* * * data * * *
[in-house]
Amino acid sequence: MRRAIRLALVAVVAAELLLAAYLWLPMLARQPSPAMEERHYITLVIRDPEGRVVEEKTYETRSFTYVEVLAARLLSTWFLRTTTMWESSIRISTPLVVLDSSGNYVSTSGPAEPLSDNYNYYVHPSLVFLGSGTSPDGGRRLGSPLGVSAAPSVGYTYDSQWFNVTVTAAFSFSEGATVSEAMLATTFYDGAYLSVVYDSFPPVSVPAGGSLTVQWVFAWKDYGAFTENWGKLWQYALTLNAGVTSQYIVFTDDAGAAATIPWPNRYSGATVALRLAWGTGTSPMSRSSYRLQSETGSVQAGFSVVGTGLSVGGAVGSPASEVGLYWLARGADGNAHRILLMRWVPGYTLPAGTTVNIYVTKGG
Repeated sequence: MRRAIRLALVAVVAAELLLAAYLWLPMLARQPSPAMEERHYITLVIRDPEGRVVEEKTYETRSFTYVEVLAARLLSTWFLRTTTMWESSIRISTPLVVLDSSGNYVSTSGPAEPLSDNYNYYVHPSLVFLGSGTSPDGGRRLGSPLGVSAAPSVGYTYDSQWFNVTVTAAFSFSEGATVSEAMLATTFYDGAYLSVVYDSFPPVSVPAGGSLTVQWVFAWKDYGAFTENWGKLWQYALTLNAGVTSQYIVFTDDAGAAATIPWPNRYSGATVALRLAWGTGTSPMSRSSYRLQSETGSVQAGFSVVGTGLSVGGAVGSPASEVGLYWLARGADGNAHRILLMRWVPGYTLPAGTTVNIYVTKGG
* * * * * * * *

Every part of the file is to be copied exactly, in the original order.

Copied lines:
[in-house]
Amino acid sequence: MRRAIRLALVAVVAAELLLAAYLWLPMLARQPSPAMEERHYITLVIRDPEGRVVEEKTYETRSFTYVEVLAARLLSTWFLRTTTMWESSIRISTPLVVLDSSGNYVSTSGPAEPLSDNYNYYVHPSLVFLGSGTSPDGGRRLGSPLGVSAAPSVGYTYDSQWFNVTVTAAFSFSEGATVSEAMLATTFYDGAYLSVVYDSFPPVSVPAGGSLTVQWVFAWKDYGAFTENWGKLWQYALTLNAGVTSQYIVFTDDAGAAATIPWPNRYSGATVALRLAWGTGTSPMSRSSYRLQSETGSVQAGFSVVGTGLSVGGAVGSPASEVGLYWLARGADGNAHRILLMRWVPGYTLPAGTTVNIYVTKGG
Repeated sequence: MRRAIRLALVAVVAAELLLAAYLWLPMLARQPSPAMEERHYITLVIRDPEGRVVEEKTYETRSFTYVEVLAARLLSTWFLRTTTMWESSIRISTPLVVLDSSGNYVSTSGPAEPLSDNYNYYVHPSLVFLGSGTSPDGGRRLGSPLGVSAAPSVGYTYDSQWFNVTVTAAFSFSEGATVSEAMLATTFYDGAYLSVVYDSFPPVSVPAGGSLTVQWVFAWKDYGAFTENWGKLWQYALTLNAGVTSQYIVFTDDAGAAATIPWPNRYSGATVALRLAWGTGTSPMSRSSYRLQSETGSVQAGFSVVGTGLSVGGAVGSPASEVGLYWLARGADGNAHRILLMRWVPGYTLPAGTTVNIYVTKGG